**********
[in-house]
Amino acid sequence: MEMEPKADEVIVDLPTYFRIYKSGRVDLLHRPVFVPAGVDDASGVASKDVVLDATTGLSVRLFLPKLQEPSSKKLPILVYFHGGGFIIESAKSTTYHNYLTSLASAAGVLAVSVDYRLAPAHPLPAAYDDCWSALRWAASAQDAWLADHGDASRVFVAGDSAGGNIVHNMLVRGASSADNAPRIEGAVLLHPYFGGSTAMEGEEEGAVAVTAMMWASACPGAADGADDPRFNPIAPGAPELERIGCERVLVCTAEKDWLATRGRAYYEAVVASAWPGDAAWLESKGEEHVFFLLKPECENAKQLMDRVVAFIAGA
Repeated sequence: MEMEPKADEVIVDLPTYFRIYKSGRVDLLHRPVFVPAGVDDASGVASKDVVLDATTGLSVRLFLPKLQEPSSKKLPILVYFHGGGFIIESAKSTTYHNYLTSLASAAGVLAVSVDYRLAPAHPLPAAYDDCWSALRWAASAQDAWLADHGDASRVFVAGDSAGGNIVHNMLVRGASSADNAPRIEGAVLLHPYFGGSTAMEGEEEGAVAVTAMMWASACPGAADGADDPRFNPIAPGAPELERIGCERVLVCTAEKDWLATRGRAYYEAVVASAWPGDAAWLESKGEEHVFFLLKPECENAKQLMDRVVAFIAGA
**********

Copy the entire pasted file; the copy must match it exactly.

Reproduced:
[in-house]
Amino acid sequence: MEMEPKADEVIVDLPTYFRIYKSGRVDLLHRPVFVPAGVDDASGVASKDVVLDATTGLSVRLFLPKLQEPSSKKLPILVYFHGGGFIIESAKSTTYHNYLTSLASAAGVLAVSVDYRLAPAHPLPAAYDDCWSALRWAASAQDAWLADHGDASRVFVAGDSAGGNIVHNMLVRGASSADNAPRIEGAVLLHPYFGGSTAMEGEEEGAVAVTAMMWASACPGAADGADDPRFNPIAPGAPELERIGCERVLVCTAEKDWLATRGRAYYEAVVASAWPGDAAWLESKGEEHVFFLLKPECENAKQLMDRVVAFIAGA
Repeated sequence: MEMEPKADEVIVDLPTYFRIYKSGRVDLLHRPVFVPAGVDDASGVASKDVVLDATTGLSVRLFLPKLQEPSSKKLPILVYFHGGGFIIESAKSTTYHNYLTSLASAAGVLAVSVDYRLAPAHPLPAAYDDCWSALRWAASAQDAWLADHGDASRVFVAGDSAGGNIVHNMLVRGASSADNAPRIEGAVLLHPYFGGSTAMEGEEEGAVAVTAMMWASACPGAADGADDPRFNPIAPGAPELERIGCERVLVCTAEKDWLATRGRAYYEAVVASAWPGDAAWLESKGEEHVFFLLKPECENAKQLMDRVVAFIAGA